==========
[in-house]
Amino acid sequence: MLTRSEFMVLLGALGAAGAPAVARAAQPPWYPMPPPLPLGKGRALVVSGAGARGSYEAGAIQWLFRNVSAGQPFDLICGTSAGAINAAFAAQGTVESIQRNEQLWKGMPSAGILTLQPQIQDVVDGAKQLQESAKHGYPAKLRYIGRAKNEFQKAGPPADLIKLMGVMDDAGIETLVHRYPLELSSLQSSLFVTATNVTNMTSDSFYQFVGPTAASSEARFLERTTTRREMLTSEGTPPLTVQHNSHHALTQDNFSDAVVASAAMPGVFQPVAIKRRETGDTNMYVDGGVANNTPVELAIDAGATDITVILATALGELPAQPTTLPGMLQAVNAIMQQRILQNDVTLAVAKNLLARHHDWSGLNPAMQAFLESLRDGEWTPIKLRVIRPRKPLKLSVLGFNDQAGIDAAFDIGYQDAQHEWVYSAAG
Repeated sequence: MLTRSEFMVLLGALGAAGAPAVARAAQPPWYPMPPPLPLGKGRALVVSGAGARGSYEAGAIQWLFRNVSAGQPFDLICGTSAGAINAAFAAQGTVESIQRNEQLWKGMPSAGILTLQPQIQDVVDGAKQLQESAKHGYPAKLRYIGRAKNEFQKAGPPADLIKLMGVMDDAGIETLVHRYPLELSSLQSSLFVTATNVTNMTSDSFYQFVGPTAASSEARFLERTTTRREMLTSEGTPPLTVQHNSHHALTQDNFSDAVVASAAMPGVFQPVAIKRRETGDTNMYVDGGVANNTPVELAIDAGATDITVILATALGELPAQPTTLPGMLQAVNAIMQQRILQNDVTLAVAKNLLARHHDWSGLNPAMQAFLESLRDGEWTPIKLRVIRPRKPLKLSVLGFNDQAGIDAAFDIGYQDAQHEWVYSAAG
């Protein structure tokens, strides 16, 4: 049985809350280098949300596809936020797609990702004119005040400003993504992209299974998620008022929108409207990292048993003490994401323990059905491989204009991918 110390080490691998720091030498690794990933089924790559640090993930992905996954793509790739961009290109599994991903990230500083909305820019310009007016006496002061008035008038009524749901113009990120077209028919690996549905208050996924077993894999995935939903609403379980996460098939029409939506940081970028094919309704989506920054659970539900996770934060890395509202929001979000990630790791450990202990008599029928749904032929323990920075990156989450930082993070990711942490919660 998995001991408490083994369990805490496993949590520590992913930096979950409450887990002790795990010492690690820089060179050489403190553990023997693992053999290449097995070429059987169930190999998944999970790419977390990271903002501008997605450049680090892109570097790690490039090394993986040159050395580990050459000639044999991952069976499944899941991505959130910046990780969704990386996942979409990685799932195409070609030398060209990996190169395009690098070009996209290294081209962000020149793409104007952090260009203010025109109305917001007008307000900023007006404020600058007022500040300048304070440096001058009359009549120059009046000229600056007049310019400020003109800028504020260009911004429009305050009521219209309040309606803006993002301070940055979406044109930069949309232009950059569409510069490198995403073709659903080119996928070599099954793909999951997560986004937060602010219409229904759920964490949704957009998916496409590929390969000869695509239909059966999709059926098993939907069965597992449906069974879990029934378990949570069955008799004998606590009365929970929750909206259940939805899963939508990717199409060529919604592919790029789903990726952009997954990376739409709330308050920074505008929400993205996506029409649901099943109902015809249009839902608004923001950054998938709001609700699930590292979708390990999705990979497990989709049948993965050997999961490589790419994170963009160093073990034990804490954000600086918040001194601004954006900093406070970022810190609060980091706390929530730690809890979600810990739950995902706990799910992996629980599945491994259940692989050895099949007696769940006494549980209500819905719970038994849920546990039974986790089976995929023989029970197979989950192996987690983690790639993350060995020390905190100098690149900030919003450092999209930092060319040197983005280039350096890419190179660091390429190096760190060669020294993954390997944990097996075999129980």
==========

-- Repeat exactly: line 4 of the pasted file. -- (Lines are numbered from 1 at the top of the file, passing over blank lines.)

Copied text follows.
């Protein structure tokens, strides 16, 4: 049985809350280098949300596809936020797609990702004119005040400003993504992209299974998620008022929108409207990292048993003490994401323990059905491989204009991918 110390080490691998720091030498690794990933089924790559640090993930992905996954793509790739961009290109599994991903990230500083909305820019310009007016006496002061008035008038009524749901113009990120077209028919690996549905208050996924077993894999995935939903609403379980996460098939029409939506940081970028094919309704989506920054659970539900996770934060890395509202929001979000990630790791450990202990008599029928749904032929323990920075990156989450930082993070990711942490919660 998995001991408490083994369990805490496993949590520590992913930096979950409450887990002790795990010492690690820089060179050489403190553990023997693992053999290449097995070429059987169930190999998944999970790419977390990271903002501008997605450049680090892109570097790690490039090394993986040159050395580990050459000639044999991952069976499944899941991505959130910046990780969704990386996942979409990685799932195409070609030398060209990996190169395009690098070009996209290294081209962000020149793409104007952090260009203010025109109305917001007008307000900023007006404020600058007022500040300048304070440096001058009359009549120059009046000229600056007049310019400020003109800028504020260009911004429009305050009521219209309040309606803006993002301070940055979406044109930069949309232009950059569409510069490198995403073709659903080119996928070599099954793909999951997560986004937060602010219409229904759920964490949704957009998916496409590929390969000869695509239909059966999709059926098993939907069965597992449906069974879990029934378990949570069955008799004998606590009365929970929750909206259940939805899963939508990717199409060529919604592919790029789903990726952009997954990376739409709330308050920074505008929400993205996506029409649901099943109902015809249009839902608004923001950054998938709001609700699930590292979708390990999705990979497990989709049948993965050997999961490589790419994170963009160093073990034990804490954000600086918040001194601004954006900093406070970022810190609060980091706390929530730690809890979600810990739950995902706990799910992996629980599945491994259940692989050895099949007696769940006494549980209500819905719970038994849920546990039974986790089976995929023989029970197979989950192996987690983690790639993350060995020390905190100098690149900030919003450092999209930092060319040197983005280039350096890419190179660091390429190096760190060669020294993954390997944990097996075999129980």